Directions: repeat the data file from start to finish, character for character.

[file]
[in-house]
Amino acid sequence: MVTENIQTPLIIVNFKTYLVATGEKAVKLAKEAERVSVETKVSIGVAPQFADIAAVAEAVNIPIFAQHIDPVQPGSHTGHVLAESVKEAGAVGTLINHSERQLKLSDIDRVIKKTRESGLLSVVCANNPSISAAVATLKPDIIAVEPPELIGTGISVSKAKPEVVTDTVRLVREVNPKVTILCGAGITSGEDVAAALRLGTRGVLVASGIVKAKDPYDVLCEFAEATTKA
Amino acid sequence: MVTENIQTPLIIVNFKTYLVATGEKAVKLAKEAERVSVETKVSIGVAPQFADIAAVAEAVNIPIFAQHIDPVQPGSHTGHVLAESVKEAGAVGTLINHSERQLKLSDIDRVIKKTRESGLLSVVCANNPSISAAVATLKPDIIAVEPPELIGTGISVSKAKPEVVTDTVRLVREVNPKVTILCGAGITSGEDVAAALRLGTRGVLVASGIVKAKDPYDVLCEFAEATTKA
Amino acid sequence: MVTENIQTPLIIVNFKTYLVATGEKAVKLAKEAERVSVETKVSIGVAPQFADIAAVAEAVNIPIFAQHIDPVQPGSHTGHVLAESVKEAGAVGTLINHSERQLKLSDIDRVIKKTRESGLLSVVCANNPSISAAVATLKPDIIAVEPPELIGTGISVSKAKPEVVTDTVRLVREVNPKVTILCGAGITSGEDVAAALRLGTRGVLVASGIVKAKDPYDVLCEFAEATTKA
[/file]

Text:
[in-house]
Amino acid sequence: MVTENIQTPLIIVNFKTYLVATGEKAVKLAKEAERVSVETKVSIGVAPQFADIAAVAEAVNIPIFAQHIDPVQPGSHTGHVLAESVKEAGAVGTLINHSERQLKLSDIDRVIKKTRESGLLSVVCANNPSISAAVATLKPDIIAVEPPELIGTGISVSKAKPEVVTDTVRLVREVNPKVTILCGAGITSGEDVAAALRLGTRGVLVASGIVKAKDPYDVLCEFAEATTKA
Amino acid sequence: MVTENIQTPLIIVNFKTYLVATGEKAVKLAKEAERVSVETKVSIGVAPQFADIAAVAEAVNIPIFAQHIDPVQPGSHTGHVLAESVKEAGAVGTLINHSERQLKLSDIDRVIKKTRESGLLSVVCANNPSISAAVATLKPDIIAVEPPELIGTGISVSKAKPEVVTDTVRLVREVNPKVTILCGAGITSGEDVAAALRLGTRGVLVASGIVKAKDPYDVLCEFAEATTKA
Amino acid sequence: MVTENIQTPLIIVNFKTYLVATGEKAVKLAKEAERVSVETKVSIGVAPQFADIAAVAEAVNIPIFAQHIDPVQPGSHTGHVLAESVKEAGAVGTLINHSERQLKLSDIDRVIKKTRESGLLSVVCANNPSISAAVATLKPDIIAVEPPELIGTGISVSKAKPEVVTDTVRLVREVNPKVTILCGAGITSGEDVAAALRLGTRGVLVASGIVKAKDPYDVLCEFAEATTKA